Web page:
Philip Merrill Environmental Center, subject of a major lawsuit
George Baird was the most articulate professor I ever had; he once launched into a sentence, the length of a paragraph, that was so intricately constructed, with such an extraordinary vocabulary (I remember hearing the word "historicity" for the first time) that the entire lecture hall broke into spontaneous applause at the end of it. He is no slouch at sustainable design either, and writes in Architectural Record about recent legal problems that have affected so-called sustainable buildings, like the Philip Merrill Center. It was the first building to achieve LEED Platinum, and is now the subject of a monster lawsuit. (more on this at Chris Cheatham's Green Building Law Update). George writes in the Architectural Record about what we can learn from this, and why architects should not keep their mouths shut instead of promoting sustainable design.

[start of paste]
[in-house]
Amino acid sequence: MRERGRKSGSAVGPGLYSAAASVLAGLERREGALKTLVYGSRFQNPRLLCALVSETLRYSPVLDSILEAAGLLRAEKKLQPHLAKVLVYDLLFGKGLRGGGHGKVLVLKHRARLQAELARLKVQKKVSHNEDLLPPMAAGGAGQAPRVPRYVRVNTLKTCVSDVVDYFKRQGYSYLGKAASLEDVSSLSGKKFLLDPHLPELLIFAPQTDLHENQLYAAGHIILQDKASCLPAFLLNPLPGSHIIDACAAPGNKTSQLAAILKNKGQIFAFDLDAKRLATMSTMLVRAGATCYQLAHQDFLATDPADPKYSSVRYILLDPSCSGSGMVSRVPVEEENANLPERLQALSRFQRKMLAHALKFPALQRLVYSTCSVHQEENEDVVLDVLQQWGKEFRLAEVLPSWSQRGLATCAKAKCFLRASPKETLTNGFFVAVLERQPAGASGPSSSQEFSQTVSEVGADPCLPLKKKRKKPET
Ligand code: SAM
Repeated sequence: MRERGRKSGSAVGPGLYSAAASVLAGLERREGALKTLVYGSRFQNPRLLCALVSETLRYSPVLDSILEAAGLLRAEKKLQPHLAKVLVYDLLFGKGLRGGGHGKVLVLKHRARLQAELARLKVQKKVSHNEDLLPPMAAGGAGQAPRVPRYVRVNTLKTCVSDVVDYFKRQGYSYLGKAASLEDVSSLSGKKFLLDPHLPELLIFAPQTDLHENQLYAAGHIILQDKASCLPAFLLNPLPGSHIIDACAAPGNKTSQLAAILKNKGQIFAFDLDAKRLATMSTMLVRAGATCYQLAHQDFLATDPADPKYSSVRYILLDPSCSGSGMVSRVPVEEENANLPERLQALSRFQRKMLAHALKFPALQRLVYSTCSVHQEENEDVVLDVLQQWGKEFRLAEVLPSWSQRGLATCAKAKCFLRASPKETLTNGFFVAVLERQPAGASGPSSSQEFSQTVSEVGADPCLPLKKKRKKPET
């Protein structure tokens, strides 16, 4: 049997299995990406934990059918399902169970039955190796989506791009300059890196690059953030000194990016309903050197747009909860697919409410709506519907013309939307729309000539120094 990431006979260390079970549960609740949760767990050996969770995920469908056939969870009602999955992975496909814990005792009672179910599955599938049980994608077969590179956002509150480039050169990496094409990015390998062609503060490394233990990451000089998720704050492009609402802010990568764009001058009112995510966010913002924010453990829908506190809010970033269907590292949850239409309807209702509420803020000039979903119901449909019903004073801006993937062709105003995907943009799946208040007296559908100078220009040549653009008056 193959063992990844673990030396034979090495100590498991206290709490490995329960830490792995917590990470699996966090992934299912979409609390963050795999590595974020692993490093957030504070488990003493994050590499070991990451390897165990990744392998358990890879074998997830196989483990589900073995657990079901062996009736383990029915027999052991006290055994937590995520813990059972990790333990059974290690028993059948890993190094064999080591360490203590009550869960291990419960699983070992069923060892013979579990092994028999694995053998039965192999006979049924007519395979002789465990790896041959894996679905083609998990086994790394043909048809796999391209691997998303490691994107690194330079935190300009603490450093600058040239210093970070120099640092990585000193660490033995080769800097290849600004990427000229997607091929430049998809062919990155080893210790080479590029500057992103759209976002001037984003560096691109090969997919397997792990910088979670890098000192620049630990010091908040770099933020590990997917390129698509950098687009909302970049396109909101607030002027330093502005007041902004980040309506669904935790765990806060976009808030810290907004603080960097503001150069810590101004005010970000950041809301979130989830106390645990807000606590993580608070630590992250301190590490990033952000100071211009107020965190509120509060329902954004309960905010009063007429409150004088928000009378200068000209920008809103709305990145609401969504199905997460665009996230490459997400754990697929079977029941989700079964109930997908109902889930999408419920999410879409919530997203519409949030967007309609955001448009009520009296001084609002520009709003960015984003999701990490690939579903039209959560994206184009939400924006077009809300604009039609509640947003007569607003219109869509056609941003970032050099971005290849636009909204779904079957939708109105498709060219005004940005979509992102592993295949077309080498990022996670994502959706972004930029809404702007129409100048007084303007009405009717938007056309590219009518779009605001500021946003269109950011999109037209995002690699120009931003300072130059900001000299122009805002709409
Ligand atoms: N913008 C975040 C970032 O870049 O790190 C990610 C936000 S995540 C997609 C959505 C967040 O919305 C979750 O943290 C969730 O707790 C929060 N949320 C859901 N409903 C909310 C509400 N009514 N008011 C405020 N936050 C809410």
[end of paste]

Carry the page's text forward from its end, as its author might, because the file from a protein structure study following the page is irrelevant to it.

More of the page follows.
These experiences led me to conclude that we have reached the end of an initial phase of the development of sustainable architecture in North America. It is clear that we will need to redouble our future efforts in three important ways: first, to ensure successful fulfillment of technically based environmental ambitions for our buildings; second, to be more rigorous with regard to our predictions of performance -- especially parameters of performance that are only partly within our own professional control.
Lastly, we need to find appropriate ways to defend our right -- and our obligation -- to act in our capacity as public intellectuals in this vitally important arena. Although our scientific expertise is limited, our generalist orientation to sustainability means that we architects remain uniquely positioned to articulate its manifold aspects in architecture and urbanism to the public at large.
More in the Architectural Record
More on George Baird and Baird Sampson Neuert Architects:
"Don't Give Us Green Design Icing, Give Us the Cake"
Green Dreams for Toronto's City Hall